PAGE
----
```[Pxx,f] = pwelch(x,window,noverlap,nfft,fs) ``` uses the sampling frequency `fs` specified in hertz (Hz) to compute the PSD vector (`Pxx`) and the corresponding vector of frequencies (f). In this case, the units for the frequency vector are in Hz. The spectral density produced is calculated in units of power per Hz. If you specify `fs` as the empty vector `[]`, the sampling frequency defaults to 1 Hz.

The frequency range for `f` depends on `nfft`, `fs`, and the values of the input `x`. The length of `Pxx` is the same as in the Table , PSD and Frequency Vector Characteristics above. The following table indicates the frequency range for `f` for this syntax.

 Real/Complex Input Data nfft Even/Odd Range of f Real-valued Even `[0,fs/2]` Real-valued Odd `[0,fs/2)` Complex-valued Even or odd `[0,fs)`

```[...] = pwelch(x,window,noverlap,...,'range') ``` specifies the range of frequency values. This syntax is useful when `x` is real. The string '`range`' can be either:

• `'twosided'`: Compute the two-sided PSD over the frequency range `[0,fs)`. This is the default for determining the frequency range for complex-valued `x`.
• If you specify `fs` as the empty vector, `[]`, the frequency range is `[0,1)`.
• If you don't specify `fs`, the frequency range is [0, 2).
• `'onesided'`: Compute the one-sided PSD over the frequency ranges specified for real `x`. This is the default for determining the frequency range for real-valued `x`.

The string '`range`' can appear anywhere in the syntax after `noverlap`.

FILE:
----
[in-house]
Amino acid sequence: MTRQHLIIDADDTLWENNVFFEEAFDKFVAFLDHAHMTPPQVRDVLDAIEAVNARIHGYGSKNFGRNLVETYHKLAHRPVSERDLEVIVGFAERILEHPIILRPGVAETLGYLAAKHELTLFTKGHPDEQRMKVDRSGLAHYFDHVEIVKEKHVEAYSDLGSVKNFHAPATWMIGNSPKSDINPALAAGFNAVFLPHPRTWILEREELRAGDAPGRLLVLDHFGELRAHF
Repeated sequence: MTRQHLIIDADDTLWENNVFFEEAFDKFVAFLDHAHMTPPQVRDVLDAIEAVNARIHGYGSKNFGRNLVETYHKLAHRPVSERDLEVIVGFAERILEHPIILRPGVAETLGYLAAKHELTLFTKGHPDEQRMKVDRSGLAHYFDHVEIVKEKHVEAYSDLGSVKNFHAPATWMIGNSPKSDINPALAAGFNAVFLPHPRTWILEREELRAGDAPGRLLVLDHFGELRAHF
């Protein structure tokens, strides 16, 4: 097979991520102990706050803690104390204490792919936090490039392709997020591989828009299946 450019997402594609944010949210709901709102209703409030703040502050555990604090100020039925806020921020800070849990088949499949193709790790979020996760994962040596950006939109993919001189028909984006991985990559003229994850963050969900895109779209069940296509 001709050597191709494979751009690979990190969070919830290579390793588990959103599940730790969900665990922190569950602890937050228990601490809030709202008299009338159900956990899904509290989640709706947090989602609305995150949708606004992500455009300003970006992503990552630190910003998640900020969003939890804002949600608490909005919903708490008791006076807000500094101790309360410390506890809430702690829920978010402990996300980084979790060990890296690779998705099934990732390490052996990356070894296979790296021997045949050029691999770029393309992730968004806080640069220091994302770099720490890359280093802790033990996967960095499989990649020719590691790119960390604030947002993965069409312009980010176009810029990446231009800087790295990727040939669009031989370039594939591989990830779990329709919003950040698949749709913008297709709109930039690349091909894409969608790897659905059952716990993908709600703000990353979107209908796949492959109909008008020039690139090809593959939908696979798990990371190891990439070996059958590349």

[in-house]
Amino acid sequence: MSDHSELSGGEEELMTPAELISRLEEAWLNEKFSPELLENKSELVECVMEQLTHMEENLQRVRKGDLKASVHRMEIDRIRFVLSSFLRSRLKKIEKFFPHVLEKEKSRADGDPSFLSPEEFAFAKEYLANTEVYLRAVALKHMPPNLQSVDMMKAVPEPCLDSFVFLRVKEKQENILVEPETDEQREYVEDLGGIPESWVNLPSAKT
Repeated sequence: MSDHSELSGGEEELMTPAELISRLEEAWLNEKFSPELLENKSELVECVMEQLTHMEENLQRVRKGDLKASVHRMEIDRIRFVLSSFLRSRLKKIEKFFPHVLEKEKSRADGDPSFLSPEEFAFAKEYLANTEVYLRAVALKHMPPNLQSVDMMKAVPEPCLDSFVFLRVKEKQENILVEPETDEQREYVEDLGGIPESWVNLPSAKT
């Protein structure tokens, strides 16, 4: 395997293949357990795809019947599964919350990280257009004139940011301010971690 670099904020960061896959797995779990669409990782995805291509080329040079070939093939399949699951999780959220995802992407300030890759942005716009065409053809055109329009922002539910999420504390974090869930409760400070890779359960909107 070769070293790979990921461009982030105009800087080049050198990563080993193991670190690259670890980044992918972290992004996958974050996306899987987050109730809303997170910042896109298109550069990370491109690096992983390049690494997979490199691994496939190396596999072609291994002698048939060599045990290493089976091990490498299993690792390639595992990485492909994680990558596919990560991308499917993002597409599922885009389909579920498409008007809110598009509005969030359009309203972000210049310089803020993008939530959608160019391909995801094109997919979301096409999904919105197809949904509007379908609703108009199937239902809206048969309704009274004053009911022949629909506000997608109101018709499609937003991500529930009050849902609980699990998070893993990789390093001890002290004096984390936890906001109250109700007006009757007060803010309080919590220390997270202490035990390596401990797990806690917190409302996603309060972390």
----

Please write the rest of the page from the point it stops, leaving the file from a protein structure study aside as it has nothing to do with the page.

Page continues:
```pwelch(x,...) ``` with no output arguments plots the PSD estimate in dB per unit frequency in the current figure window.

Examples

Estimate the PSD of a signal composed of a sinusoid plus noise, sampled at 1000 Hz. Use 33-sample windows with 32-sample overlap, and the default FFT length, and display the two-sided PSD estimate:

• ```randn('state',0);
Fs = 1000;   t = 0:1/Fs:.3;
x = cos(2*pi*t*200) + randn(size(t));  % 200Hz cosine plus noise
pwelch(x,33,32,[],Fs,'twosided')

```

Algorithm

`pwelch` calculates the power spectral density using Welch's method (see references):

1. The input signal vector `x` is divided into k overlapping segments according to `window` and `noverlap` (or their default values).
2. The specified (or default) window is applied to each segment of `x`.
3. An `nfft`-point FFT is applied to the windowed data.
4. The (modified) periodogram of each windowed segment is computed.
5. The set of modified periodograms is averaged to form the spectrum estimate S(ej).
6. The resulting spectrum estimate is scaled to compute the power spectral density as , where F is
• 2 when you do not supply the sampling frequency
• `fs` when you supply the sampling frequency

The number of segments k that `x` is divided into is calculated as:

• Eight if you don't specify `window`, or if you specify it as the empty vector `[]`
• if you specify window as a nonempty vector or a scalar
• In this equation, m is the length of the signal vector `x`, o is the number of overlapping samples (`noverlap`), and l is the length of each segment (the window length).

`dspdata.msspectrum`, `pburg`, `pcov`, `peig`, `periodogram`, `pmcov`, `pmtm`, `pmusic`, `pyulear`

References

[1] Hayes, M., Statistical Digital Signal Processing and Modeling, John Wiley & Sons, 1996.

[2] Stoica, P., and R.L. Moses, Introduction to Spectral Analysis, Prentice-Hall, Englewood Cliffs, NJ, 1997, pp. 52-54.

[3] Welch, P.D, "The Use of Fast Fourier Transform for the Estimation of Power Spectra: A Method Based on Time Averaging Over Short, Modified Periodograms," IEEE Trans. Audio Electroacoustics, Vol. AU-15 (June 1967), pp. 70-73.

 pulstran pyulear